Daniel W. Lin, MD presented “Genomic Markers and DNA Sequencing Testing” during the 19th Annual Future Directions in Urology Symposium on August 11, 2018 in Colorado Springs, Colorado.

How to cite: Lin, Daniel W. “Genomic Markers and DNA Sequencing Testing” August 12, 2018. Accessed [date today]. https://grandroundsinurology.com/genomic-markers-and-dna-sequencing-testing/

Genomic Markers and DNA Sequencing Testing – Summary

Daniel W. Lin, MD, reviews novel and emerging biomarkers across the spectrum of prostate cancer. He then explains an emerging model of prostate cancer treatment with genomic markers and DNA sequencing, discussing newly-identified precision targets and their therapeutic decision-making utility.

Learning from Advances in Biomarkers for Breast Cancer

In the setting of breast cancer, estrogen receptor/ progesterone receptor ER/PR positive and human epidermal growth factor receptor 2 (HER2) biomarkers, as well as the Oncotype DX 21 gene assay, have been in use for many years. Furthermore, the recent TAILORx study, the Oncotype DX proved to be an accurate tool for determining which women would not benefit from chemotherapy.

Dr. Lin argues that these advancements biomarkers for breast cancer put the lack of research and developments in biomarkers for prostate cancer into sharp relief. For example, there are no National Comprehensive Cancer Network (NCCN) guidelines regarding biomarkers for prostate cancer.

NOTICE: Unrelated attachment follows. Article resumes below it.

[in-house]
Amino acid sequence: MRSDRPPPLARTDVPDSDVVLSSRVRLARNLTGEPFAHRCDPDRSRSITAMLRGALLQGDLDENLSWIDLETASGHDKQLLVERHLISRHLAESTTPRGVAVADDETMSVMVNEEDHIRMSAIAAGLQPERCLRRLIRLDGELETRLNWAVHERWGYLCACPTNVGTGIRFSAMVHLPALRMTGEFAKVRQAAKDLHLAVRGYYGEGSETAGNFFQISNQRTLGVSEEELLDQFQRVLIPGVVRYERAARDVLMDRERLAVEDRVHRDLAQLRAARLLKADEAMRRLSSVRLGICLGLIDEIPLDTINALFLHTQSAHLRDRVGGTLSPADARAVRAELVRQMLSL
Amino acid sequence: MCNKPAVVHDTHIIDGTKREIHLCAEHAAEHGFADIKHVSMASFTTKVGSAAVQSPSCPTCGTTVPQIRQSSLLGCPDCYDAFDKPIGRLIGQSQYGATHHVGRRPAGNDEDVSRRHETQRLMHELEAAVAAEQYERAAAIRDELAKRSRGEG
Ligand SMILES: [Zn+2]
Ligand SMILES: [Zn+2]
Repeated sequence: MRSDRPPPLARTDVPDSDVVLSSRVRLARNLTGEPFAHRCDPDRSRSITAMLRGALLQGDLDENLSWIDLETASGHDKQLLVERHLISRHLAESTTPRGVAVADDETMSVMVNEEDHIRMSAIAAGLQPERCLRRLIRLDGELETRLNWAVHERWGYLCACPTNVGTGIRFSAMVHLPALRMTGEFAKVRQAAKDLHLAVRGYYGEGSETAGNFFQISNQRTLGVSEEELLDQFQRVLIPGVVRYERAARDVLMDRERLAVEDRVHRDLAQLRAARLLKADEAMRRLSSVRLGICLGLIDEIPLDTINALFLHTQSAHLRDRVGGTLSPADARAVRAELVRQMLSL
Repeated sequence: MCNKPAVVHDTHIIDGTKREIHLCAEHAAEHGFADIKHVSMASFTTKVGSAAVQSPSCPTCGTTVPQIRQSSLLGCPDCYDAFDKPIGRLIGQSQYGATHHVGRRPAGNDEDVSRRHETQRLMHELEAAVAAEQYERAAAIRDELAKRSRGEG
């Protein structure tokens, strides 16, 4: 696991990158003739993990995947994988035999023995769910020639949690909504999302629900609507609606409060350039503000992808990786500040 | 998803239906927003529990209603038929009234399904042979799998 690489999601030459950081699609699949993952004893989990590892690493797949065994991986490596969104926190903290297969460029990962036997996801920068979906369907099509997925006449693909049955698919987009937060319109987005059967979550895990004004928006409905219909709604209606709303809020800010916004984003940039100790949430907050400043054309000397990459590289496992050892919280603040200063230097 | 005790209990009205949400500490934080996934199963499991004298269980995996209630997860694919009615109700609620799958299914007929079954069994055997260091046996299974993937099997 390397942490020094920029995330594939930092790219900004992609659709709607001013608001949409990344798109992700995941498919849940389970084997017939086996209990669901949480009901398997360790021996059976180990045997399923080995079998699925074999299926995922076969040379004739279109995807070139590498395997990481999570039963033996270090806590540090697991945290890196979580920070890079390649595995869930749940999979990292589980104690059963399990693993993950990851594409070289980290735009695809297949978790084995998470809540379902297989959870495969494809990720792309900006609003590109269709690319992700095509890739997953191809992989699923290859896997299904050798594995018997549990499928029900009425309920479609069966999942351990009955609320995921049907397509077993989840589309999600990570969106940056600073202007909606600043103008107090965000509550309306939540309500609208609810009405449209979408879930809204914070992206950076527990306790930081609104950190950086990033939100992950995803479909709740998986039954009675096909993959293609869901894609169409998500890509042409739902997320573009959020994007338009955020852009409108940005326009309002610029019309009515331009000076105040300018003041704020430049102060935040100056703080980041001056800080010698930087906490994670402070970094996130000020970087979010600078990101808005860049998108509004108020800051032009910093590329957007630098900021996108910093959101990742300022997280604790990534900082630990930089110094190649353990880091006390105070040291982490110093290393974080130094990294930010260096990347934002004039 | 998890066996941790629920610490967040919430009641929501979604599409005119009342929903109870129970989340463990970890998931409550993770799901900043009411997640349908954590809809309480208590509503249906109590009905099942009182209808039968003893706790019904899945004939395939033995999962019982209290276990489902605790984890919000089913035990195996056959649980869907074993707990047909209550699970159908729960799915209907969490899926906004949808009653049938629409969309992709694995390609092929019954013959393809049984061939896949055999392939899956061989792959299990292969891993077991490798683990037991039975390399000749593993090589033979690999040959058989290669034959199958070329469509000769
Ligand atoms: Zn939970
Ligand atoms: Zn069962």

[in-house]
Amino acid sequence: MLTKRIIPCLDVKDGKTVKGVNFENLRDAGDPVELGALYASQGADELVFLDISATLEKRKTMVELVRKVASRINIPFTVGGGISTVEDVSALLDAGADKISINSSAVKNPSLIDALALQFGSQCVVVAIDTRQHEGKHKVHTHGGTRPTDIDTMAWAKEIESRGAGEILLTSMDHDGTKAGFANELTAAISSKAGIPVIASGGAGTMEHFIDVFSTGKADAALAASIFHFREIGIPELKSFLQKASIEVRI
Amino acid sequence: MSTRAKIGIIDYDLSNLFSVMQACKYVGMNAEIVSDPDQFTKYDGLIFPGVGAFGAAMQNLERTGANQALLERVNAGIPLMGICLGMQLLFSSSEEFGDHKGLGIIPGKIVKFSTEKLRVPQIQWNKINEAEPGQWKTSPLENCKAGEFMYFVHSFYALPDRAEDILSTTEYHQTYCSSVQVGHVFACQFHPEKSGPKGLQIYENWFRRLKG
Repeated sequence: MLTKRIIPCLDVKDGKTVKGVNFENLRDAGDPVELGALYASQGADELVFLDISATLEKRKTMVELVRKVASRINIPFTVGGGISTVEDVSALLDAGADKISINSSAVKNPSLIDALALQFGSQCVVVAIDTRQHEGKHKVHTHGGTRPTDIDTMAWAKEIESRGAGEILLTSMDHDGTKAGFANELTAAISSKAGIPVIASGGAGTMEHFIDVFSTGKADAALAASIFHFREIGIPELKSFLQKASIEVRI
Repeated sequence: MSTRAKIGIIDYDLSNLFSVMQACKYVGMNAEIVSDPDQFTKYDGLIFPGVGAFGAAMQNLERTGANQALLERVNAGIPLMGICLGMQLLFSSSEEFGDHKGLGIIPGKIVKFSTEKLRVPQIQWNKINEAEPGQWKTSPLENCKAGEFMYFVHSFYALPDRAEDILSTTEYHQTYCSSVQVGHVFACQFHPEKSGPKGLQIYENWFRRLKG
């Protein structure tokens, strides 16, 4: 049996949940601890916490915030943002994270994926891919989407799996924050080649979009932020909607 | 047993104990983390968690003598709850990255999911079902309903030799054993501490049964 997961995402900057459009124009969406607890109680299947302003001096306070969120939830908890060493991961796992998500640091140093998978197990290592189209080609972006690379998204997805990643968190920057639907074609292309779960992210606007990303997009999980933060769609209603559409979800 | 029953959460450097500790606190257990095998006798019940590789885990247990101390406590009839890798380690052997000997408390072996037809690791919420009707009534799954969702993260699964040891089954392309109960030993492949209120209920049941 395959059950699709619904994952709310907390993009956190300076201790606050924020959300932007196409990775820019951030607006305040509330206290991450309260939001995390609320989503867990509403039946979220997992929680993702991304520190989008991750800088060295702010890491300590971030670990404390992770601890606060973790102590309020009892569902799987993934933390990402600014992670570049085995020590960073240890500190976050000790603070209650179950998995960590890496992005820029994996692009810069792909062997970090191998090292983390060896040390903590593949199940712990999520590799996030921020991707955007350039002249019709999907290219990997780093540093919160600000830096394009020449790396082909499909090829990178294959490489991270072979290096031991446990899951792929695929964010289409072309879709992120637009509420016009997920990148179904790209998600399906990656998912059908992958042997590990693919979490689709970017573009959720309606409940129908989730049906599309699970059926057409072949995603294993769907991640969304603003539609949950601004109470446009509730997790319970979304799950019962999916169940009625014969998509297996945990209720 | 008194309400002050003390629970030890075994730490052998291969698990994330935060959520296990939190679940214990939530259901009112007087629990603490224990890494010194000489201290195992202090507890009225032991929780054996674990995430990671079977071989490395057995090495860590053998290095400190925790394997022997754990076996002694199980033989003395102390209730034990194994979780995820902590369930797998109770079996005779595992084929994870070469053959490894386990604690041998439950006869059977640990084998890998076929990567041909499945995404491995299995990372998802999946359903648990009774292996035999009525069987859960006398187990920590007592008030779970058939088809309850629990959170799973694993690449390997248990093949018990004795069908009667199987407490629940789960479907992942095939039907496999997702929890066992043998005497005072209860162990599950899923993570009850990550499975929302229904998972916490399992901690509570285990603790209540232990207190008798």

Important Biomarker Criteria

In order to adopt a biomarker into clinical practice, the marker must have feasibility and a well-founded biologic rationale. The marker must also have appropriate application and validation.

It must add to established predictive models based on readily available clinical and pathological data. In other words, a marker must provide further information that PSA, Gleason stage, biopsy, age, race, and family do not already provide.

Finally, the biomarker must have utility in physicians’ pre- and post-therapy decision making, and impact disease-specific outcomes.

Overview of Current Biomarkers for Prostate Cancer